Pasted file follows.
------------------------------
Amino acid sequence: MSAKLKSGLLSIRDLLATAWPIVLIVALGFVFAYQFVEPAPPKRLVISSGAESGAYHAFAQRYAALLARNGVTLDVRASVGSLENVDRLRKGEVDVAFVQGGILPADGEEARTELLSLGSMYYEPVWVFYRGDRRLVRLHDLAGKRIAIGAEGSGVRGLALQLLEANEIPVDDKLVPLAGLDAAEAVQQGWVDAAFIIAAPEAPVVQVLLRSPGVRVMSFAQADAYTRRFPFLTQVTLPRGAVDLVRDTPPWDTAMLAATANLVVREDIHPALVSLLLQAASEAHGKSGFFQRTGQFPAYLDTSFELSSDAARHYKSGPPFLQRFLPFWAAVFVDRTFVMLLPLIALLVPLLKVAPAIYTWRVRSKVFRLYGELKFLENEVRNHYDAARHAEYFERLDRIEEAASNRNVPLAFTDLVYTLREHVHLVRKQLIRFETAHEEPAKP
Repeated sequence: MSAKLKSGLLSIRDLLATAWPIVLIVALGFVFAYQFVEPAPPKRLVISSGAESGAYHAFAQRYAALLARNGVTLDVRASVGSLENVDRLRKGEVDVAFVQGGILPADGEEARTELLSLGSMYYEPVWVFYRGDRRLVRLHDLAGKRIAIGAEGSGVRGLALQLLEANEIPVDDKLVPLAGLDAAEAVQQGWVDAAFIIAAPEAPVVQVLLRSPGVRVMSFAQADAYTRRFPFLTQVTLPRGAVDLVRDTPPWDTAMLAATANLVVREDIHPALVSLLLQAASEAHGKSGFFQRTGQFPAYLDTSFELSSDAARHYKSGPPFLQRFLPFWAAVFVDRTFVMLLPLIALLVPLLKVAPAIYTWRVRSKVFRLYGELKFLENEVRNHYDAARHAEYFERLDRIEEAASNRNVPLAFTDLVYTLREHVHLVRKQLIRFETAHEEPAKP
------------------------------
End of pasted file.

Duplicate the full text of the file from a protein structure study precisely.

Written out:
Amino acid sequence: MSAKLKSGLLSIRDLLATAWPIVLIVALGFVFAYQFVEPAPPKRLVISSGAESGAYHAFAQRYAALLARNGVTLDVRASVGSLENVDRLRKGEVDVAFVQGGILPADGEEARTELLSLGSMYYEPVWVFYRGDRRLVRLHDLAGKRIAIGAEGSGVRGLALQLLEANEIPVDDKLVPLAGLDAAEAVQQGWVDAAFIIAAPEAPVVQVLLRSPGVRVMSFAQADAYTRRFPFLTQVTLPRGAVDLVRDTPPWDTAMLAATANLVVREDIHPALVSLLLQAASEAHGKSGFFQRTGQFPAYLDTSFELSSDAARHYKSGPPFLQRFLPFWAAVFVDRTFVMLLPLIALLVPLLKVAPAIYTWRVRSKVFRLYGELKFLENEVRNHYDAARHAEYFERLDRIEEAASNRNVPLAFTDLVYTLREHVHLVRKQLIRFETAHEEPAKP
Repeated sequence: MSAKLKSGLLSIRDLLATAWPIVLIVALGFVFAYQFVEPAPPKRLVISSGAESGAYHAFAQRYAALLARNGVTLDVRASVGSLENVDRLRKGEVDVAFVQGGILPADGEEARTELLSLGSMYYEPVWVFYRGDRRLVRLHDLAGKRIAIGAEGSGVRGLALQLLEANEIPVDDKLVPLAGLDAAEAVQQGWVDAAFIIAAPEAPVVQVLLRSPGVRVMSFAQADAYTRRFPFLTQVTLPRGAVDLVRDTPPWDTAMLAATANLVVREDIHPALVSLLLQAASEAHGKSGFFQRTGQFPAYLDTSFELSSDAARHYKSGPPFLQRFLPFWAAVFVDRTFVMLLPLIALLVPLLKVAPAIYTWRVRSKVFRLYGELKFLENEVRNHYDAARHAEYFERLDRIEEAASNRNVPLAFTDLVYTLREHVHLVRKQLIRFETAHEEPAKP